Many tree service providers advertise "fully insured" but do not carry Workman's Comp Insurance, especially if it’s an individual with no employees. My opinion is that the Workman’s Comp is more important than the Liability insurance for one simple reason. If someone drops a tree and damages your property, and they don’t offer to pay for the damages (or have their insurance company pay), then your homeowners insurance will likely cover it. But, if someone gets hurt (or killed) on your property, the medical costs and lost wages can be astronomical, potentially more than your homeowners insurance is willing to pay.

If a worker is injured or killed on your property, without proper insurance in place, he/she (or their family) is likely to seek compensation from you. To be sure that your tree service provider is covered by Workman's Comp, ask them to have their insurance company issue you a “certificate of insurance” that includes Workman's Comp. If their insurance company issues you a certificate, and the tree company or individual cancels their insurance, you will be notified. Allowing any tree service provider (or any contractor for that matter) to work on your property without proper insurance could put your assets at risk.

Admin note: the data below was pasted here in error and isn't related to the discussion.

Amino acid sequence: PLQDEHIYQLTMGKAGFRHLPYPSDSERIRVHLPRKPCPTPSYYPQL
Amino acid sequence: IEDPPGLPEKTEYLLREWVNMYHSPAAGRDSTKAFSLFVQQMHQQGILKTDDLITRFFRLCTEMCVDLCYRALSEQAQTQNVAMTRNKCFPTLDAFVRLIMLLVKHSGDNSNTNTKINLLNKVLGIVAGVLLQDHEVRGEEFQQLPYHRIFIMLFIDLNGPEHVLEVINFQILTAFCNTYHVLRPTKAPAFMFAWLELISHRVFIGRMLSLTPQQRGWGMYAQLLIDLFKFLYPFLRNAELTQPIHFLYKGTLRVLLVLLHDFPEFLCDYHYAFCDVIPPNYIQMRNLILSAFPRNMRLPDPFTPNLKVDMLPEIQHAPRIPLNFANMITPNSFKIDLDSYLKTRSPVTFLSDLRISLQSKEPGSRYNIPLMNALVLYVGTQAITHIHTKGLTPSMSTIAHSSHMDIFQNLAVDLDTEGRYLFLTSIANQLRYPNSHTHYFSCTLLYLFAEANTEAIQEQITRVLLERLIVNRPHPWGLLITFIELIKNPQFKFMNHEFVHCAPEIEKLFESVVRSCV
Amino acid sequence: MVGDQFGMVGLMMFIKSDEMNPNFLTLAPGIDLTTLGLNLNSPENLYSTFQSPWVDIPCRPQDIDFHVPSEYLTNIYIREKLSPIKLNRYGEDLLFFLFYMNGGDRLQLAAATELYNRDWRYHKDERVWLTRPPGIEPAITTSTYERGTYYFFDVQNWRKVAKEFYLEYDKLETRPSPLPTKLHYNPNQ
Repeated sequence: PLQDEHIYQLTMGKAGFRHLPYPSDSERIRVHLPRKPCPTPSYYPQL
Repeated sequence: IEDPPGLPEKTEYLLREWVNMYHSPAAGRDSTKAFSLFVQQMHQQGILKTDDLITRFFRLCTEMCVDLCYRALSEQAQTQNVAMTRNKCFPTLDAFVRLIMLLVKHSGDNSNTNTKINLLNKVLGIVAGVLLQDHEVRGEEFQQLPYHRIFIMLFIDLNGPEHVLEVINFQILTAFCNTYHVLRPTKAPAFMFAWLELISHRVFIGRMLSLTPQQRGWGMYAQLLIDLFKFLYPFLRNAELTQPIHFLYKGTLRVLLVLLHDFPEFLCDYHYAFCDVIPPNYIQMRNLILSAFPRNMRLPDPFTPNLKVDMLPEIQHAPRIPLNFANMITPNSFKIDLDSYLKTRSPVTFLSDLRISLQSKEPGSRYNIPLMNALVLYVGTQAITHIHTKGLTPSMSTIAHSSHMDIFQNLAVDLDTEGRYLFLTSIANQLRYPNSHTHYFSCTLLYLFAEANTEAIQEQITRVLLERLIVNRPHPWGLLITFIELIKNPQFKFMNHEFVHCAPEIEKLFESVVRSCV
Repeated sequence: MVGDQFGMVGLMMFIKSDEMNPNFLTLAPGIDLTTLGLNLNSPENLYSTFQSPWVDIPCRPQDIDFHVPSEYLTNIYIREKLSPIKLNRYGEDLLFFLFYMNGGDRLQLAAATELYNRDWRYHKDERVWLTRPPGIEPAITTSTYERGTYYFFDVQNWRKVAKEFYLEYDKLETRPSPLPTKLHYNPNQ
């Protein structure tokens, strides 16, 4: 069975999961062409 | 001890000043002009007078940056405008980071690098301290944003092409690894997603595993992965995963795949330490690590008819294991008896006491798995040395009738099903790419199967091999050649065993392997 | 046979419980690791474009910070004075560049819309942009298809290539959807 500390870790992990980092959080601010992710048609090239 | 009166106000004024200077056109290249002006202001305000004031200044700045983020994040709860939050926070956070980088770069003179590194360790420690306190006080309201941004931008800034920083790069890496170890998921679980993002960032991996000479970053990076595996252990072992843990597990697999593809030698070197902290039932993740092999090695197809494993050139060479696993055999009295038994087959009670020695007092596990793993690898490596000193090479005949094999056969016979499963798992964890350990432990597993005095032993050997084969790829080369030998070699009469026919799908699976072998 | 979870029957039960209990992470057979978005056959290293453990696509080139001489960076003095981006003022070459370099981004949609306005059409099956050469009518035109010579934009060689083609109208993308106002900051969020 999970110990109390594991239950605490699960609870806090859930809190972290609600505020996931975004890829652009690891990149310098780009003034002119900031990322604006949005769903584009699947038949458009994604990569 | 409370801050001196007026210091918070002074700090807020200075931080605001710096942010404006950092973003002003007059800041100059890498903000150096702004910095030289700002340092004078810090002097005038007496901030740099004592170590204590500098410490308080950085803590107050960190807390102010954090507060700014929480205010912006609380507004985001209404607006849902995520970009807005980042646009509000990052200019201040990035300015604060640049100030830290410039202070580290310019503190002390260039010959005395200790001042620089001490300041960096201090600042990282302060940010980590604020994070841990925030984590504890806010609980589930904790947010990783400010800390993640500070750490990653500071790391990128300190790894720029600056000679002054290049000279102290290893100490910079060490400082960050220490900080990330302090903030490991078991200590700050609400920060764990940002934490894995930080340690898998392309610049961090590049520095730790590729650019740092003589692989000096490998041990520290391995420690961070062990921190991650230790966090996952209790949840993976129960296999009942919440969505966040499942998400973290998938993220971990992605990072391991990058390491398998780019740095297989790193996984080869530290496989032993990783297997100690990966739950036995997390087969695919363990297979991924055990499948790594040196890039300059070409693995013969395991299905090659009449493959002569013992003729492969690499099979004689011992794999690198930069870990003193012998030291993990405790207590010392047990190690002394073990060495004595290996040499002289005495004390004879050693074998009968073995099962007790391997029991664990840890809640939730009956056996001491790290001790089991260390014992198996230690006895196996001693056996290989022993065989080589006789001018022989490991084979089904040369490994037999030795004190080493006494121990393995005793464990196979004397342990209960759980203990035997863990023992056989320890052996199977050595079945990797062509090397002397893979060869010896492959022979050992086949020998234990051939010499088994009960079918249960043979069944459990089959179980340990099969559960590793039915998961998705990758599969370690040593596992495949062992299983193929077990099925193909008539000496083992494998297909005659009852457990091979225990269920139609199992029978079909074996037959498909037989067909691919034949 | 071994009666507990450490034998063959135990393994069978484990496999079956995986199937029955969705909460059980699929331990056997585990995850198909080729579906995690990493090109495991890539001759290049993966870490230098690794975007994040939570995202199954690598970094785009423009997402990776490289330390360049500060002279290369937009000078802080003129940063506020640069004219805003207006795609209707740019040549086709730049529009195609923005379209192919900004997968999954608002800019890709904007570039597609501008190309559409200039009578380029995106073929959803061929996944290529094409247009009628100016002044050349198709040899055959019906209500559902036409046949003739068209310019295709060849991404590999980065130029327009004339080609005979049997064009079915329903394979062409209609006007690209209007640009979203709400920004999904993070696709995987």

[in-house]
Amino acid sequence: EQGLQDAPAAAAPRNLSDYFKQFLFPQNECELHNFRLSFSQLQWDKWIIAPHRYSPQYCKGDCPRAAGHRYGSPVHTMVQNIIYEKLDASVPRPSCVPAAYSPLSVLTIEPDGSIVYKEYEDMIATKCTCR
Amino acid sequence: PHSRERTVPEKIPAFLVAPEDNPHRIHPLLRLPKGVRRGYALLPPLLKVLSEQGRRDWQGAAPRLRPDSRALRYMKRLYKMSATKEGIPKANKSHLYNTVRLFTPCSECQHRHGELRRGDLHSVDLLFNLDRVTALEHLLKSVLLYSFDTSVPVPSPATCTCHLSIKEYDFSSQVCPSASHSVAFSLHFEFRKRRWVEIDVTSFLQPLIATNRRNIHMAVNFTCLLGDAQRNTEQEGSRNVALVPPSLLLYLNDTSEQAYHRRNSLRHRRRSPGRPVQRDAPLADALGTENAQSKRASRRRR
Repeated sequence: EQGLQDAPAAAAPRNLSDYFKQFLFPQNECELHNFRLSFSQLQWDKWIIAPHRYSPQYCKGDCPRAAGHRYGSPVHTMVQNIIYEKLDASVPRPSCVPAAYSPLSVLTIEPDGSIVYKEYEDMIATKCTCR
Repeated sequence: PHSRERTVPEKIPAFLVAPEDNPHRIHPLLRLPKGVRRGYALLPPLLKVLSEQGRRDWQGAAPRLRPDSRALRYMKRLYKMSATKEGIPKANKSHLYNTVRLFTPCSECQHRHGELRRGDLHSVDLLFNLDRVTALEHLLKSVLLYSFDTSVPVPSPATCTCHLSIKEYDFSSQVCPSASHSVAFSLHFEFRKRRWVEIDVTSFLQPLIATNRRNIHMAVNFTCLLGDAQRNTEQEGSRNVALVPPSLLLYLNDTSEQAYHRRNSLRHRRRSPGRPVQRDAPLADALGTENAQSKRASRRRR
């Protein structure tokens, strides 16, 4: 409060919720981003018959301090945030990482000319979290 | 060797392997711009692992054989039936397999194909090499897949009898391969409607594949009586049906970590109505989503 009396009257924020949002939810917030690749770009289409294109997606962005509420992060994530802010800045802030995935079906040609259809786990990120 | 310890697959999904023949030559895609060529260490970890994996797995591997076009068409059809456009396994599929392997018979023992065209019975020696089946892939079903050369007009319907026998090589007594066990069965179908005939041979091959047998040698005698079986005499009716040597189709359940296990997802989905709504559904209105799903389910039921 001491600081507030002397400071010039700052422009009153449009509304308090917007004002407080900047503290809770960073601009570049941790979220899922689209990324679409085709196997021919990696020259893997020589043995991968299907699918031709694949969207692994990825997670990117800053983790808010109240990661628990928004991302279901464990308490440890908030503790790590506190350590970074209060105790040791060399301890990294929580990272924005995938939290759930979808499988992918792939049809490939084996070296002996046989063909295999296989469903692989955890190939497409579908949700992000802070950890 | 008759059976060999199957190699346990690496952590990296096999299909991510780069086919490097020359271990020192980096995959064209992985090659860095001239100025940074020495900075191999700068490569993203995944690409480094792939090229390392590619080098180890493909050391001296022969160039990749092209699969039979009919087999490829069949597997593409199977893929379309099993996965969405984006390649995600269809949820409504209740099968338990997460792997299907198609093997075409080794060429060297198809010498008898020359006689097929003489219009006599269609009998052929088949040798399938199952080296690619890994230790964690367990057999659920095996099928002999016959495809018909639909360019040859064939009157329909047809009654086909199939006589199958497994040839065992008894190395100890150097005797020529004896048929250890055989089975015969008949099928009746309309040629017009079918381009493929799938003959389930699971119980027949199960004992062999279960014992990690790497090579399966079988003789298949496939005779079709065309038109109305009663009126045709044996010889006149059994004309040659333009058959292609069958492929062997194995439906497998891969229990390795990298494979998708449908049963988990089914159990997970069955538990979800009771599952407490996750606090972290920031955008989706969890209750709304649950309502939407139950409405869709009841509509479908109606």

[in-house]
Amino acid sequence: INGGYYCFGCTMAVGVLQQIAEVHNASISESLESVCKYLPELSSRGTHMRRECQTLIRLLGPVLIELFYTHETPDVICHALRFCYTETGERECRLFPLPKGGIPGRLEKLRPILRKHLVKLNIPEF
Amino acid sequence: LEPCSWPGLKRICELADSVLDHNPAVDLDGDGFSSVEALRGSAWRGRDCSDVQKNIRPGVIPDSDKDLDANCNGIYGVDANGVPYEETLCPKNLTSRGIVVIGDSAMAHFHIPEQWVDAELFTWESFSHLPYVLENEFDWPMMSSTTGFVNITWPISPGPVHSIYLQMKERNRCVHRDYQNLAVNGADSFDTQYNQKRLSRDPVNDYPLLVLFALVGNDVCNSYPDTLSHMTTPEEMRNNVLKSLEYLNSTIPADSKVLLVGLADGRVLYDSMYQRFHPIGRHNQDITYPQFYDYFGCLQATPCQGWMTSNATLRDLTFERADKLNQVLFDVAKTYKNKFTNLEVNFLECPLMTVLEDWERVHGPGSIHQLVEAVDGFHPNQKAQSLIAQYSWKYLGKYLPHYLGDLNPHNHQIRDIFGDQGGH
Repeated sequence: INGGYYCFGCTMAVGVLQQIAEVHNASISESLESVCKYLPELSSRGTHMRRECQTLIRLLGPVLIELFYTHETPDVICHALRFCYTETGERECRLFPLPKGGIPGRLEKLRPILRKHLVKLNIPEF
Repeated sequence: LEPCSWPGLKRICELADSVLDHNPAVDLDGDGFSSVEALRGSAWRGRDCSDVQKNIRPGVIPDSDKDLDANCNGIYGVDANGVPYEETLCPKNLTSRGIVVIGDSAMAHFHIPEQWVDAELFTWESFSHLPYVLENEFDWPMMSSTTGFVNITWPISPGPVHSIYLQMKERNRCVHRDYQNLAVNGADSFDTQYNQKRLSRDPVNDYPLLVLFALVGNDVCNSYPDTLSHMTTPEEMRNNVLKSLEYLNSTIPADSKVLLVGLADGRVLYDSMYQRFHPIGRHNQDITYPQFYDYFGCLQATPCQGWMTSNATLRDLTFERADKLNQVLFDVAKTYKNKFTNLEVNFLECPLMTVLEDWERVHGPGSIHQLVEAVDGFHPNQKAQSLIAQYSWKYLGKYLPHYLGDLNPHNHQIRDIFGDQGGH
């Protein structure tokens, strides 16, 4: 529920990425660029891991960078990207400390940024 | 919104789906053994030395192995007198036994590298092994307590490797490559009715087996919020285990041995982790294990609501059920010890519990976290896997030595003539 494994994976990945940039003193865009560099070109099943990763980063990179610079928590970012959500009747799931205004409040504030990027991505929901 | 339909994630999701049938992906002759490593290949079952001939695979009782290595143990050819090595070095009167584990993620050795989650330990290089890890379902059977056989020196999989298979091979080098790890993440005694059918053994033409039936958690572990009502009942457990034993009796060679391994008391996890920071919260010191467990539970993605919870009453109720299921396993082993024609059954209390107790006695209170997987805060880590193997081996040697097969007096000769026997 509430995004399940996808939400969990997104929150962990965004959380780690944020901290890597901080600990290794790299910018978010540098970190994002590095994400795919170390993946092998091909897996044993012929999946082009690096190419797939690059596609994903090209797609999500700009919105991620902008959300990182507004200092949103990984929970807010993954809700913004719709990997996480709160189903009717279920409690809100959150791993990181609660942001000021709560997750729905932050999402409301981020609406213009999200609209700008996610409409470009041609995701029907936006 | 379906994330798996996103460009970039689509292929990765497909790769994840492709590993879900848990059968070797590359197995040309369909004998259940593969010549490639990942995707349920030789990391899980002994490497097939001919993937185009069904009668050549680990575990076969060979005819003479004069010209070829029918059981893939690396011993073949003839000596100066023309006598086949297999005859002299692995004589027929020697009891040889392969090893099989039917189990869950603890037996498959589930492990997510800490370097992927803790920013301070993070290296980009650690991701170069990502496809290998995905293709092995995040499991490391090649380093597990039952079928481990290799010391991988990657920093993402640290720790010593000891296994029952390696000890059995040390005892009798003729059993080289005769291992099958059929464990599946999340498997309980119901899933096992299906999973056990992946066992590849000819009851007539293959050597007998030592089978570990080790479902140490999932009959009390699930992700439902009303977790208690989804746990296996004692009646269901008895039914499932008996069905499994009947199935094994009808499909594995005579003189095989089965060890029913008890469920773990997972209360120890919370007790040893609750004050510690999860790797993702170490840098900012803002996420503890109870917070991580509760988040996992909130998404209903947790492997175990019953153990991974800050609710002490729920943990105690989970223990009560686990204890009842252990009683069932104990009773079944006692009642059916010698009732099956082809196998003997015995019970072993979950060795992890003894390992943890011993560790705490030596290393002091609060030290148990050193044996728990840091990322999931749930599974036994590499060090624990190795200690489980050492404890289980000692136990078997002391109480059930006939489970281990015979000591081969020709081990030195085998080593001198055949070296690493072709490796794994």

Workman's Comp is very expensive, so a tree service provider can save money by not carrying it, thus they can work cheaper. It may be tempting to take advantage of the lower price, but my advice is “don’t do it.” You may be sorry if someone gets hurt. And, if you decide to tackle those trees yourself, double-check your health and disability insurances first (and your spouse) and then, BE CAREFUL.

The author is the General Manager of Naples-based Q-Team Tree Service and is a Licensed Arborist. You can contact him at 207-693-3831 or at www.Q-Team.com

Schoolhouse Arts Center reaches out to Deaf community by Neil Ruecker